The brave and the foolish. My 5 year old XP laptop is dying today so I went to Fry’s to get a new laptop. I was thinking that the Vista laptops would be heavily discounted but the Windows 7 computers were both newer and cheaper. Generally I don’t buy a Microsoft OS until at least service pack 1. But I’m taking a chance here so let’s see how it works. I’m using my Acer netbook to write this and going to do the install live and blog about it while it happens. So if it works then that’s what I’ll write. If it doesn’t then it gets slammed. So refresh this article today (Oct 24) because this is a live review.

The computer is an HP DV7-3060. 4 gigs of ram. 500 gig hard drive and an AMD Turion II dual core CPU.

The time is 1:25 pacific time. I am turning the computer on now for the first time. As expected – the bootup is pretty. Asking me for user name and password and clicking on the license.

1:30 it sees my wireless and connected. It wants to go to the web right away.

It’s preparing my desktop.

I’m not in a HP setup screen wanting me to register. Time: 1:35.

Said to do update. No to Norton security.

Finished HP setup. It looks like I’m back to windows mode.

Time 1:40.

Time 1:43 – computer appears to be up and working. I am now going to try to get online updates. I have to say that the install went faster than I expected.

Time 2:00 – just fixing the line wrap problem because the netbook display isn’t wide enough to edit with Wordpress. I tried to get online with IE to fix this blog post but IE doesn’t like Dvorak’s blog. So downloaded Firefox which I’m using now. Got to Windows update with IE and downloading 22 critical updates so we’ll see what happens when that is done. The more updates the better as far as I’m concerned since this is just the day after it was released to the public. We’ll see if IE works after the updates are installed.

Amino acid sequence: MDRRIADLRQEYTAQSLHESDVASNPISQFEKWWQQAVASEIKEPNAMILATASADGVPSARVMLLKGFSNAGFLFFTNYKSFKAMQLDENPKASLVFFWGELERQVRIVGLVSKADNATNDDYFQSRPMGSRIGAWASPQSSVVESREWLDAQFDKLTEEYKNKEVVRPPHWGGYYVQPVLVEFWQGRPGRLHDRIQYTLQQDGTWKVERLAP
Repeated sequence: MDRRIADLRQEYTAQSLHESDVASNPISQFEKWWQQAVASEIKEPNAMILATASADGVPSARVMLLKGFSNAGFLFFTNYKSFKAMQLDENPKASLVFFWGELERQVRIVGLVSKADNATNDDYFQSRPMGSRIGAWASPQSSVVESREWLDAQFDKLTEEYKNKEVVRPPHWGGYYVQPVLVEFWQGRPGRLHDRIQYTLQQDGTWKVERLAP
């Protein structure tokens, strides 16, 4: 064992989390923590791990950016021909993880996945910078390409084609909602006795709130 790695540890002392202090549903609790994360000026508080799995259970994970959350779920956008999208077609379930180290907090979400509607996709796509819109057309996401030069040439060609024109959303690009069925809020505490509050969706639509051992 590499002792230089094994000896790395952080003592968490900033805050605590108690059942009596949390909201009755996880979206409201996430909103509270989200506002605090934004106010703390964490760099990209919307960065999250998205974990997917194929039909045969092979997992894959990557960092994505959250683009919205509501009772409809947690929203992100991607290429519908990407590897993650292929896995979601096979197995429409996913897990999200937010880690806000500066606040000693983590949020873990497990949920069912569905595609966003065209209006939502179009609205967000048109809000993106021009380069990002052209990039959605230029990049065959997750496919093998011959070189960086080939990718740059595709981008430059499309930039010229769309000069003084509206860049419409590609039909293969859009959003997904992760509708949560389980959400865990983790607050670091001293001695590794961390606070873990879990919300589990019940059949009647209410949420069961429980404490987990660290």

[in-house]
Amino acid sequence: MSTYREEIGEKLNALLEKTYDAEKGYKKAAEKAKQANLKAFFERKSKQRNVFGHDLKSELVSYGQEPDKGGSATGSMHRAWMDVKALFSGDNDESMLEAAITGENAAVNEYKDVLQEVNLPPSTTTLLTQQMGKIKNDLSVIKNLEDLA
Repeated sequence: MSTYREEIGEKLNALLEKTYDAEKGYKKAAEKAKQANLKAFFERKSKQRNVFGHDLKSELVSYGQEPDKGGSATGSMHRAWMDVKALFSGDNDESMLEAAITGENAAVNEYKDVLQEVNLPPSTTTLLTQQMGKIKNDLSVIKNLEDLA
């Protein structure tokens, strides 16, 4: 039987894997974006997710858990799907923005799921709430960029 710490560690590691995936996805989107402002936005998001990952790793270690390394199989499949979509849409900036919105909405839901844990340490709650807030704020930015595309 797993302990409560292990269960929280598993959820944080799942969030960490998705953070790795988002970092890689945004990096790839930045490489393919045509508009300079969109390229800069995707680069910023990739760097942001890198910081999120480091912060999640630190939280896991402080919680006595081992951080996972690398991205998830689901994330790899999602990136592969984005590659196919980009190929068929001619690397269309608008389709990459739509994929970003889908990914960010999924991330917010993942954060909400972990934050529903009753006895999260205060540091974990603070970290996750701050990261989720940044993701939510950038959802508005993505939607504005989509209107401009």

IE is now working with this blog although there is some strange message about a page not found. I have yet to migrate anything significant over but the computer is basically working without and significant strangeness yet. Time is 2:23.

Looking for an XP to Windows 7 migration tool if such a thing exists. Sure would be nice to move my apps and settings.

  1. cheapdaddy says:

    Win7 is a lie! Run Winver.exe and you get ver 6.1 (Vista is 6.0) So it’s kinda like Vista Snow Leopard. (Snow Big Deal)mmmmmm Marketing!

  2. Bob West says:

    I upgraded from Vista 32bit to Win7 64bit, took 20 minutes, it’s running in 1280 x 1050. No problems using IE 8 64bit. I have 3 printers, a Canon inkjet, Epson wide format and a HP 1200 Laserjet, it found 64bit drivers for all including a 9 year old photo scanner. As for DRM issues I’ve never had one, still able to make backups of my DVD’s. Next on my lists is to add a Blu-Ray drive.
    I like in particular not paying extra for the 64bit OS disc, paid $49 from Amazon.

  3. thecommodore says:

    I’ve installed the public betas on 4 different machines, and so far I’ve had better experiences with the 64bit versions. The 32bit installations felt sluggish on the 32bit machines; they were better on the 64 bit machines (naturally because they were faster to begin with). Feed the 64bit installations as much memory as you can afford, especially when running virtual sessions. I think overall you’ll find Win7 64bit useable right out of the box and preferable over Vista or XP.

  4. Angel H. Wong says:

    I couldn’t care less for win7. I need my weekly Ganesha update.

  5. Improbus says:

    A friend of mine just got a Windows 7 laptop and I have to say the OS is fairly decent. This was the first time I had ever used Windows 7 and I could find all the OS tools I needed with out much trouble. Verdict: Adequate but not worth stealing. I will wait until I get a new PC to get a Windows 7 license.

  6. bobbo, world traveler and bon vivant says:

    #31–Jim==yes, trying to get that done. Some of the install commands are impossible to read at 800×600 w 16 colors and some other niggly issues are interfering with normal driver updates.

    Still—I HATE M$. How in the world so many Linux distro’s start up with everything working and connected and Win7 requires all this extra work is an OUTRAGE!!!!!!!